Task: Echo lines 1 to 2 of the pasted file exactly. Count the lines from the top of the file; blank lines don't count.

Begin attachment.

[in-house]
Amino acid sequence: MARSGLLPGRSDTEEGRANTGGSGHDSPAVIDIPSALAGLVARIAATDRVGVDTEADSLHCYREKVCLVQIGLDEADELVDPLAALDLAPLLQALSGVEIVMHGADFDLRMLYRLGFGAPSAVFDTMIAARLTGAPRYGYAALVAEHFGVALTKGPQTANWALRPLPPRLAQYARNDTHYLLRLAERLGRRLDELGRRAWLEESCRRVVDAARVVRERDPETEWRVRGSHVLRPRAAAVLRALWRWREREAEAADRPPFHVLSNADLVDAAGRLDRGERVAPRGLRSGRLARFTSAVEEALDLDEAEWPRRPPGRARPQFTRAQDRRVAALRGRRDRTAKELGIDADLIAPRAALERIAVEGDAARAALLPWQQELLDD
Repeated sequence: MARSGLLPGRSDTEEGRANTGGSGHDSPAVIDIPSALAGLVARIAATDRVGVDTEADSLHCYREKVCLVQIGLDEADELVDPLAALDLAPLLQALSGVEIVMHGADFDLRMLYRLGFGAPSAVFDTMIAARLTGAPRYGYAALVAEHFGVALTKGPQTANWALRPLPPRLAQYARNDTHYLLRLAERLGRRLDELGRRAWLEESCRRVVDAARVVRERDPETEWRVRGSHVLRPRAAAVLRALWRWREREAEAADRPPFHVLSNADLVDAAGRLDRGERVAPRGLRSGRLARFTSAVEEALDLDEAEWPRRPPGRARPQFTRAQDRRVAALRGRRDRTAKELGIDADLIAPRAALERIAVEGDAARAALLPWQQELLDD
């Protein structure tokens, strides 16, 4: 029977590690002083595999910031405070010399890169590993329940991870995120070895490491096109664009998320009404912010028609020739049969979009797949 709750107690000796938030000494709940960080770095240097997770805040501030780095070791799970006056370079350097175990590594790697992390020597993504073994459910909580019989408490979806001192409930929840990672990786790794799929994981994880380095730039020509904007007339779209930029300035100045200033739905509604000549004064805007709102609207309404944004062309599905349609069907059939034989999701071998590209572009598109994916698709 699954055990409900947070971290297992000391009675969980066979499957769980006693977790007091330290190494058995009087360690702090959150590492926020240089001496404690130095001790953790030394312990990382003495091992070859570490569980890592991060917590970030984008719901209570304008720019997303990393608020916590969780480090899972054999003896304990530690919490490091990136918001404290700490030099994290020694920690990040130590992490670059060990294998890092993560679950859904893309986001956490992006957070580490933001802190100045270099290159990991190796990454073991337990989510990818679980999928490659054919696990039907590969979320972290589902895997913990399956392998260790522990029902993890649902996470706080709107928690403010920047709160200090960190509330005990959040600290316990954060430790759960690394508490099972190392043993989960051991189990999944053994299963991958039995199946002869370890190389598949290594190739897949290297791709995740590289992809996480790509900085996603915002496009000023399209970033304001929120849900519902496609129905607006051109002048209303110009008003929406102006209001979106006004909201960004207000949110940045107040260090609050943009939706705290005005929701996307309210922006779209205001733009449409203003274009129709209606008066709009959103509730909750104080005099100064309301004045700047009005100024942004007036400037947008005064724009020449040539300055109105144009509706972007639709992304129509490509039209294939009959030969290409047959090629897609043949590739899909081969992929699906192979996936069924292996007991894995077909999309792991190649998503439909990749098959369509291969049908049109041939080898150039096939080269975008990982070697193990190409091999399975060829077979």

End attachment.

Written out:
[in-house]
Amino acid sequence: MARSGLLPGRSDTEEGRANTGGSGHDSPAVIDIPSALAGLVARIAATDRVGVDTEADSLHCYREKVCLVQIGLDEADELVDPLAALDLAPLLQALSGVEIVMHGADFDLRMLYRLGFGAPSAVFDTMIAARLTGAPRYGYAALVAEHFGVALTKGPQTANWALRPLPPRLAQYARNDTHYLLRLAERLGRRLDELGRRAWLEESCRRVVDAARVVRERDPETEWRVRGSHVLRPRAAAVLRALWRWREREAEAADRPPFHVLSNADLVDAAGRLDRGERVAPRGLRSGRLARFTSAVEEALDLDEAEWPRRPPGRARPQFTRAQDRRVAALRGRRDRTAKELGIDADLIAPRAALERIAVEGDAARAALLPWQQELLDD